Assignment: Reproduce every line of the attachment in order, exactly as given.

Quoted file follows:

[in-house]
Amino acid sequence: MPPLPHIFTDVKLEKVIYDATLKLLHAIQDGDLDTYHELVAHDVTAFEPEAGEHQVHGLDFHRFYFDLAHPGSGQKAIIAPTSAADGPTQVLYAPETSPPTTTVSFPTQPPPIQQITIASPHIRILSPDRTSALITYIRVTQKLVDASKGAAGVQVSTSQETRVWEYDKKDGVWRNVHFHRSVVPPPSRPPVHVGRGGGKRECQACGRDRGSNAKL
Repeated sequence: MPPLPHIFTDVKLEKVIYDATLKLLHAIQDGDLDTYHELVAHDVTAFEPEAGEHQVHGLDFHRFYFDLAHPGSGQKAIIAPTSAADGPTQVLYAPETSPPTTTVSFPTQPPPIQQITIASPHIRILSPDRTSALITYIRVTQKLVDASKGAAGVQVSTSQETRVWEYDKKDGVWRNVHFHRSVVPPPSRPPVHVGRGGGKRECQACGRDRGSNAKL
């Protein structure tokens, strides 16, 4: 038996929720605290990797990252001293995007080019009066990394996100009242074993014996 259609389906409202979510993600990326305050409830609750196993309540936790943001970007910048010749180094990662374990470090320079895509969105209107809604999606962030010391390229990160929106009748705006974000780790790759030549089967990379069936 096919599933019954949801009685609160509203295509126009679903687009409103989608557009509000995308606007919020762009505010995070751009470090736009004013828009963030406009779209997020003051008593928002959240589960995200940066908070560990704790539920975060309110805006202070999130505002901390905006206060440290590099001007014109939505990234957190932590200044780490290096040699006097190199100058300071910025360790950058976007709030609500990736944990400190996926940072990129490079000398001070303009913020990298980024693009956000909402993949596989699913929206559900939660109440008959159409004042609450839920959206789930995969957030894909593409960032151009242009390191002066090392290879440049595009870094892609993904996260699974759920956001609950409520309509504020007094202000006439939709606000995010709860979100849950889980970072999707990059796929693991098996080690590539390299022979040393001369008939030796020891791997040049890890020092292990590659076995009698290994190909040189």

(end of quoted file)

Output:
[in-house]
Amino acid sequence: MPPLPHIFTDVKLEKVIYDATLKLLHAIQDGDLDTYHELVAHDVTAFEPEAGEHQVHGLDFHRFYFDLAHPGSGQKAIIAPTSAADGPTQVLYAPETSPPTTTVSFPTQPPPIQQITIASPHIRILSPDRTSALITYIRVTQKLVDASKGAAGVQVSTSQETRVWEYDKKDGVWRNVHFHRSVVPPPSRPPVHVGRGGGKRECQACGRDRGSNAKL
Repeated sequence: MPPLPHIFTDVKLEKVIYDATLKLLHAIQDGDLDTYHELVAHDVTAFEPEAGEHQVHGLDFHRFYFDLAHPGSGQKAIIAPTSAADGPTQVLYAPETSPPTTTVSFPTQPPPIQQITIASPHIRILSPDRTSALITYIRVTQKLVDASKGAAGVQVSTSQETRVWEYDKKDGVWRNVHFHRSVVPPPSRPPVHVGRGGGKRECQACGRDRGSNAKL
């Protein structure tokens, strides 16, 4: 038996929720605290990797990252001293995007080019009066990394996100009242074993014996 259609389906409202979510993600990326305050409830609750196993309540936790943001970007910048010749180094990662374990470090320079895509969105209107809604999606962030010391390229990160929106009748705006974000780790790759030549089967990379069936 096919599933019954949801009685609160509203295509126009679903687009409103989608557009509000995308606007919020762009505010995070751009470090736009004013828009963030406009779209997020003051008593928002959240589960995200940066908070560990704790539920975060309110805006202070999130505002901390905006206060440290590099001007014109939505990234957190932590200044780490290096040699006097190199100058300071910025360790950058976007709030609500990736944990400190996926940072990129490079000398001070303009913020990298980024693009956000909402993949596989699913929206559900939660109440008959159409004042609450839920959206789930995969957030894909593409960032151009242009390191002066090392290879440049595009870094892609993904996260699974759920956001609950409520309509504020007094202000006439939709606000995010709860979100849950889980970072999707990059796929693991098996080690590539390299022979040393001369008939030796020891791997040049890890020092292990590659076995009698290994190909040189």